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Crossing Centre White Lines & the Balance of Probability

CASE REPORT: -       Scott v Symons (2012) CA (Civ Div) 19/06/2012
 
 
At first instance, a motorcyclist was held responsible for a road traffic accident by riding his motorcycle onto the wrong side of the road. The motorcyclist himself had been injured by a car and gave the sole oral testimony at the trial. He contended he had been driving towards the middle of the road to give himself maximum visibility but conceded that his right hand might have crossed over the centre line. He always maintained however that he had remained on the correct side of the road and the collision must have been caused by the driver of the car wandering into his lane. There was a witness who did not attend trial. However his witness statement suggested the motorcyclist was on the wrong side of the road as he saw the collision in his rear view mirror.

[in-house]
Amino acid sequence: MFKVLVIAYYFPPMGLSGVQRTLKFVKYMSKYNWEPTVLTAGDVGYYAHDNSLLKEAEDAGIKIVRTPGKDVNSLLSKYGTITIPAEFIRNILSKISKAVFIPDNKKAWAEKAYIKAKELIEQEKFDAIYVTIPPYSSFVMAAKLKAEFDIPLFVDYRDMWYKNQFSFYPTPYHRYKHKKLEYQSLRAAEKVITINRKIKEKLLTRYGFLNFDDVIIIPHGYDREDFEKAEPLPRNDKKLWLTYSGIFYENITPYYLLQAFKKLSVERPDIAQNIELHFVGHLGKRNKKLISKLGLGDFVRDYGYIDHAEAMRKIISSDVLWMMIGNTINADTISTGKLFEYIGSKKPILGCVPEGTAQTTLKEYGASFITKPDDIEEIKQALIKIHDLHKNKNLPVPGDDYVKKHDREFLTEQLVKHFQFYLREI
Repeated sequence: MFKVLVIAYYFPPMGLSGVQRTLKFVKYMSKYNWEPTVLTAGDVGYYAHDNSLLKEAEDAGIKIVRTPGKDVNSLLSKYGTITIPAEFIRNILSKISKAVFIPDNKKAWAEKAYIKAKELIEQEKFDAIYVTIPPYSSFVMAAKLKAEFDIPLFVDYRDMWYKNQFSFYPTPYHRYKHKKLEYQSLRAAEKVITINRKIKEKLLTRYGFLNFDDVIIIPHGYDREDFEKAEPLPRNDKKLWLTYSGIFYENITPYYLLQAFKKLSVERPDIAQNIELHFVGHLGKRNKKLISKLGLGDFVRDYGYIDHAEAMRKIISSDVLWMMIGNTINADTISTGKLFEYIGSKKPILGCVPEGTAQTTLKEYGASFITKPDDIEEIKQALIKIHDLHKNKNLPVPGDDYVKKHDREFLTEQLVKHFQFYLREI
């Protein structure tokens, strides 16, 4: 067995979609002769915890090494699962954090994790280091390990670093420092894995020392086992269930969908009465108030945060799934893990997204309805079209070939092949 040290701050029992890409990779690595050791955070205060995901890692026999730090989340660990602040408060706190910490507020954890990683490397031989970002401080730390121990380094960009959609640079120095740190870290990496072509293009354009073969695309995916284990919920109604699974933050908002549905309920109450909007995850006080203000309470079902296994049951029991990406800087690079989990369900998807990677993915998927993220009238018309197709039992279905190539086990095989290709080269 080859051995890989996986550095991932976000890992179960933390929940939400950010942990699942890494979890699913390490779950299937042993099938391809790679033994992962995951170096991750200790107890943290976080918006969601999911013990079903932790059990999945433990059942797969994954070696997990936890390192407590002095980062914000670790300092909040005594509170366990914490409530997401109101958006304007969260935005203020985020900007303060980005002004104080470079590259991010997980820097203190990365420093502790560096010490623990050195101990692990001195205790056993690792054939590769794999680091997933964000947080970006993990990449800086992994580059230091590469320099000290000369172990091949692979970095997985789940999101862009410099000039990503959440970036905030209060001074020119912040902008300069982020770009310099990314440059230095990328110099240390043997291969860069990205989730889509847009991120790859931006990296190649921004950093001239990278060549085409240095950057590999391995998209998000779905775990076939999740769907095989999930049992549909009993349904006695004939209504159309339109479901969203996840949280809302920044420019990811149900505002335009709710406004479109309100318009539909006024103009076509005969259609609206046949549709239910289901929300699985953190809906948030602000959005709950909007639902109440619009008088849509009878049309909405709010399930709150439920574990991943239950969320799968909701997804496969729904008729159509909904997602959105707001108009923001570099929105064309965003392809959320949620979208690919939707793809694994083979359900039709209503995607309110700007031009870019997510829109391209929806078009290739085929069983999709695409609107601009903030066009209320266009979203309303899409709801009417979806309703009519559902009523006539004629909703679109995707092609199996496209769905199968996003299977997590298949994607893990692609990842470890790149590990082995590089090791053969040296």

The judge found that the motorcyclist was a frank, honest and credible witness, but that his evidence was a matter of reconstruction rather than recollection. It was held that the hearsay testimony of the witness that the other motorcar involved in the collision was on the correct side of the road very shortly prior to the accident was persuasive. He also took account of the motorcyclist's admission that his right hand had indeed strayed over the centre line. The judge concluded that, on the balance of probabilities, it was most likely that the collision had been caused by the motorbike crossing onto the wrong side of the road.
 
The motorcyclist appealed. The Court of Appeal (Lord Neuberger MR, Moses and Rimer LJJ) in an ex tempore judgment held that the trial judge had been entitled on the evidence to find upon the witness’s evidence that shortly before the accident the driver of the motorcar involved in the collision was on the correct side of the road and if he had then strayed across the centre line, it would have had to have happened quickly and without reason. The Court also held that the court below was entitled to give weight to the motorcyclist’s frank admission that he may have slightly strayed into the incoming lane. Both factors, it was held, were sufficient to make a finding on the balance of probabilities that the motorcyclist was to blame for the accident. The appeal was dismissed accordingly.
 
 
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